Around 10% of the UK population is thought to be dyslexic to some degree. There is, unfortunately, a certain amount of stigma attached to the disorder, which often prevents people – especially adults – from seeking help, so an accurate figure may well be a little higher than that.
Dyslexia is a language-based disorder, sufferers of which finding reading, spelling, recognizing words and decoding letters and numbers exceptionally difficult. It is a life-long learning disability with no known cure. However, with early intervention (and schools are generally much better equipped these days at diagnosing pupils with the disorder) and by implementing various methods, the impact of the disorder is vastly decreased and dyslexic students can quite readily achieve a learning level that is on a par with their peers.
There are a number of decent apps out there that dyslexic students, along with their parents and teachers, may find particularly useful, and below is a round up of 5 of the best of them.
1: Dyslexia Quest
Nessy Learning Limited’s Dyslexia Quest includes 6 games all designed to develop a specific learning ability, including testing and building memory and other learning skills. Identifying the user’s strengths and weaknesses, the results generated can be emailed directly to the participant’s parent or learning professional so that progress may be monitored.
Specifically, the games are designed to develop working memory, processing speed, visual memory, phonological awareness, auditory memory and sequencing skills. Developed, tested and researched at the Bristol Dyslexia Centre, the games are for single player only.
2: Oz Phonics
Coming soon to Android, Oz Phonics and its sequels are currently available for the iPad and focuses on letter-sound relationships. Designed for both dyslexic children as well adults with reading difficulties, there are also free printable worksheets to accompany the digital material.
Specifically the app develops the key reading skills of:
- Differentiating between English sounds and matching identical ones
- Distinguishing words starting with different sounds
- Completing words by choosing a missing sound
- Sound to letter and letter to sound
Currently being used in 19 countries across the globe, SoundLiteracy is an app for iPad which is designed for the use of parents and teachers to enhance literacy lessons. The developers at 3D Literacy insist that the app is not a game, preferring to describe it as an instructional tool that facilitates the interaction between teacher/parent and pupil. The skills on offer for learning must be guided by an instructor.
- 6 specially designed ladders for building and comparing spellings and phonemes
- Vowel and consonant phoneme maps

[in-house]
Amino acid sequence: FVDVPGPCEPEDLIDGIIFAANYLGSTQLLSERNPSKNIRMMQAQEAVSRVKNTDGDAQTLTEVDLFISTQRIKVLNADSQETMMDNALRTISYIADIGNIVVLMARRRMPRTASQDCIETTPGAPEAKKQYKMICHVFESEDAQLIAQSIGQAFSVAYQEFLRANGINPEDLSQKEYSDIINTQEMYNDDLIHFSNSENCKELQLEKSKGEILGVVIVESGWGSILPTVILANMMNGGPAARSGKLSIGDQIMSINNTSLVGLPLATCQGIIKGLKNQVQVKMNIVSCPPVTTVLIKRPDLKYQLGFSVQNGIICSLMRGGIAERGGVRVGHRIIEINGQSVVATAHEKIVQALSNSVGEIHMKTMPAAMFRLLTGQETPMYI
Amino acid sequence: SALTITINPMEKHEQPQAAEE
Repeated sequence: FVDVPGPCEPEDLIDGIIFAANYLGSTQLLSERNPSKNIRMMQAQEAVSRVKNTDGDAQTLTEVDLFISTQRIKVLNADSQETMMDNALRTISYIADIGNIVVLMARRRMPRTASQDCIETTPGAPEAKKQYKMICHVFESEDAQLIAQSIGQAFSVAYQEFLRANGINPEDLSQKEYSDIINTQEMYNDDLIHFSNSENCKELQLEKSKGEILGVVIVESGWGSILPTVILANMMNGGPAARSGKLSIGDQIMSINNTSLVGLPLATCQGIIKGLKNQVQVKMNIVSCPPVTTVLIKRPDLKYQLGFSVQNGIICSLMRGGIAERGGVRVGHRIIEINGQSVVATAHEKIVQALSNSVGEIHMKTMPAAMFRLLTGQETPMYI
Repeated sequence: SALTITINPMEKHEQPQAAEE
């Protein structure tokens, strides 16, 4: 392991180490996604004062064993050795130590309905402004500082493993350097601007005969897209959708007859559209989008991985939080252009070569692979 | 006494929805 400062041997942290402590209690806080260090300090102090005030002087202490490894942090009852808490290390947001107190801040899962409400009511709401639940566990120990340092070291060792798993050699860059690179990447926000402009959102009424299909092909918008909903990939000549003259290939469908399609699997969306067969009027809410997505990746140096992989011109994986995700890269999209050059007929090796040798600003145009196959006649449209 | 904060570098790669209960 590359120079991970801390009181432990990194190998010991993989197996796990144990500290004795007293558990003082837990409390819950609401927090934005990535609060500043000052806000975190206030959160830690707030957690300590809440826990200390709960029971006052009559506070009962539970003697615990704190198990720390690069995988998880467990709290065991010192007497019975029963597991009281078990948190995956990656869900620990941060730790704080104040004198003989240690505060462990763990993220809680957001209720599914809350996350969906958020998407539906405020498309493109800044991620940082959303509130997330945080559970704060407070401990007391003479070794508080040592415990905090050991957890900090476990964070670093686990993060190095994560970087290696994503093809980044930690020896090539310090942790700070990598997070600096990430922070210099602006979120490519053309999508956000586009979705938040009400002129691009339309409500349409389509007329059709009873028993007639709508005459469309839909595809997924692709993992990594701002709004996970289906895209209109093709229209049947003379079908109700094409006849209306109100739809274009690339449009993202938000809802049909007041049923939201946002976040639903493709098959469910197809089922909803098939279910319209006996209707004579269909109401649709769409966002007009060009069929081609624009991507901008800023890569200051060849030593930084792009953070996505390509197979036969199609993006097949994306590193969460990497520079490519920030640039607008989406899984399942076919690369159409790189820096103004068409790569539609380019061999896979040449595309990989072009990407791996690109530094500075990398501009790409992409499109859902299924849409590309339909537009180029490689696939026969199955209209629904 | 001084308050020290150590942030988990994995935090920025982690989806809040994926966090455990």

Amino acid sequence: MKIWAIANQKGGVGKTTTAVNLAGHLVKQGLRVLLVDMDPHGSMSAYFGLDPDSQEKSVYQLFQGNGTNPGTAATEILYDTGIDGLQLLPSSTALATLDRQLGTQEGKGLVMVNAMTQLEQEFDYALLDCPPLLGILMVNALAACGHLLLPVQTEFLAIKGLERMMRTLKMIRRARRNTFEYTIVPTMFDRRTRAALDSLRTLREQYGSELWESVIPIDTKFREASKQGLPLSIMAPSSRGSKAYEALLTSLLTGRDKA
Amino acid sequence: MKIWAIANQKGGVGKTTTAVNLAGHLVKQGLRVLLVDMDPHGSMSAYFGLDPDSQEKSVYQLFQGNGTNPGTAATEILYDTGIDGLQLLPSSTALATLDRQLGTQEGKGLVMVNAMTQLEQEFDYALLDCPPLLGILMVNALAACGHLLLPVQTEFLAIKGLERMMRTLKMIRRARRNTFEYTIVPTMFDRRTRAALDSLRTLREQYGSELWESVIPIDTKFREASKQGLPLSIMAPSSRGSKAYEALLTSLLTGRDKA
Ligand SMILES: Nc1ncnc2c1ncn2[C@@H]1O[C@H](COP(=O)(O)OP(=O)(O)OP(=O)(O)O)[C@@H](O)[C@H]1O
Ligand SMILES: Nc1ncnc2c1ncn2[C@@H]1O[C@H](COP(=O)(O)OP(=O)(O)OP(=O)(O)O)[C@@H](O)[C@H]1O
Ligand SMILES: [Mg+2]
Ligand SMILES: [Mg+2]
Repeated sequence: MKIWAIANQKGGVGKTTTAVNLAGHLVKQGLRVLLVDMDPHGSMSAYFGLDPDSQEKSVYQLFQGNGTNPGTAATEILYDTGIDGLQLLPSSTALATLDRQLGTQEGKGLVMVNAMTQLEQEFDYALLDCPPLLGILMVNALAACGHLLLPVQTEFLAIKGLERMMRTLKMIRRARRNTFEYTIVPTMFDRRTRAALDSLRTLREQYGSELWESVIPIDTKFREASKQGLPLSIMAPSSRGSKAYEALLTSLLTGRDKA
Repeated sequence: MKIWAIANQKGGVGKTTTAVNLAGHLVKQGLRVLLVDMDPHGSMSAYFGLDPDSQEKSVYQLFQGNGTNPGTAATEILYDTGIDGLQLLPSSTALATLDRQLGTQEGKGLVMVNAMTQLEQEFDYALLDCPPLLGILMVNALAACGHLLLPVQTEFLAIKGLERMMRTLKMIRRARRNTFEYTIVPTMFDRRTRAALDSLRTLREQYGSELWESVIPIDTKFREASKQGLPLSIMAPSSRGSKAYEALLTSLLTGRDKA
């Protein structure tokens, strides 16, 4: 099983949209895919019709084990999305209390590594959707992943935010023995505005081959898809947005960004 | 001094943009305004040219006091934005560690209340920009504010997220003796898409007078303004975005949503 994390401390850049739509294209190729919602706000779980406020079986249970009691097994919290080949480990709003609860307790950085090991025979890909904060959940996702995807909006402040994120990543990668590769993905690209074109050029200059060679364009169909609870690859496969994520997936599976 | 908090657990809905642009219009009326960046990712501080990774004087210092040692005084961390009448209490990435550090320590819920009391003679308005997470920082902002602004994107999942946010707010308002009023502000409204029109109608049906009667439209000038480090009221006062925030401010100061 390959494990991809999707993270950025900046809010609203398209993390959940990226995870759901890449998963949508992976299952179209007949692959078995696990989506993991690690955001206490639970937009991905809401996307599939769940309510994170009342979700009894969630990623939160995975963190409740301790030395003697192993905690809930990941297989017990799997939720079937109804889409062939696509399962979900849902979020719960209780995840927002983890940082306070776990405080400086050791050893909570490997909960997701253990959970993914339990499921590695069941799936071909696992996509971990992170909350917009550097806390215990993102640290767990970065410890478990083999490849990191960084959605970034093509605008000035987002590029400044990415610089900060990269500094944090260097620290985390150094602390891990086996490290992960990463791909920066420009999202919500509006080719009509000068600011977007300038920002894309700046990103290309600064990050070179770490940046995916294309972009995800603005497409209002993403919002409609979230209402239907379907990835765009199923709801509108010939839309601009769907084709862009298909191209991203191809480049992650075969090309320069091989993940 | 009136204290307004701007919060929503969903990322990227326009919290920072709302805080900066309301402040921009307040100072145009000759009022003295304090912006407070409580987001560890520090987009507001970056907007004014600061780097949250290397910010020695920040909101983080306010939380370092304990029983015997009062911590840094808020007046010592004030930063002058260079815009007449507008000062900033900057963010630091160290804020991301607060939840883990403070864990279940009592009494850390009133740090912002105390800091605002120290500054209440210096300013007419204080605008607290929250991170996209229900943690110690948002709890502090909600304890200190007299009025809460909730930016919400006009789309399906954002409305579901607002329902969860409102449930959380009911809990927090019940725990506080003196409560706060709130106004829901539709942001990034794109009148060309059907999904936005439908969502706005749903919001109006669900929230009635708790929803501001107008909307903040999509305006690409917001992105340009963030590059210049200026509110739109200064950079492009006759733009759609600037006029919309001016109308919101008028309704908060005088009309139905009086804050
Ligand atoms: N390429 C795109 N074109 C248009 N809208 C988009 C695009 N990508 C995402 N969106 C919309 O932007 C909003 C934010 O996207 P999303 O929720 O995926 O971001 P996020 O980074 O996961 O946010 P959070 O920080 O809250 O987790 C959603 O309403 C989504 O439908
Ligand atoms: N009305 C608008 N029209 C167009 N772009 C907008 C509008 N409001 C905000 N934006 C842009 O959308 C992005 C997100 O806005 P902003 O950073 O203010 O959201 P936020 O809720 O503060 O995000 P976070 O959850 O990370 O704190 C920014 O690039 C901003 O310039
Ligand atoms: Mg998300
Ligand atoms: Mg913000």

- Distinguish individual sounds
- Develop spelling strategies
- Process word sound structures
openWeb has been designed to replace the default browser on iPhone and iPad. Web text is automatically converted into a more readable format, instantly making the web more accessible to people with dyslexia and other reading disorders.
- The default font that the app alters all text to is called OpenDyslexic, and designed specifically to be easy to read for dyslexic readers
- Symbols are darker and bolder to help in the detection of sentences and phrases
- Colours have reduced contrast to minimise glare
- A reading mode allows users to read the page at optimized formatting for the screen size
Developed for individuals with dyslexia and dysgraphia (the inability to write coherently), ModMath allows users to type math problems instead of having to write them by hand. Everything can by done via the touch screen so the need for handwriting is entirely eliminated. This ensures the ability of students to actually be able to learn basic math skills – without being able to read their own writing, this is a nearly impossible task otherwise.
- Virtual graph paper where math problems are set up in a format that is easily legible for the user
- Multiplication, division, subtraction and addition, fractions and equations all available for the students without there ever being the need for pen and paper
- Work pages are all printable and can also be emailed so that homework set can be sent and submitted to the teacher for marking
With the exception of SoundLiteracy with a price tag of £17.49, most of the apps available here are under £2.50 or else completely free of charge. There are many more apps available that are designed towards individuals with dyslexia, and for a fuller list head over to the National Center For Learning Disabilities.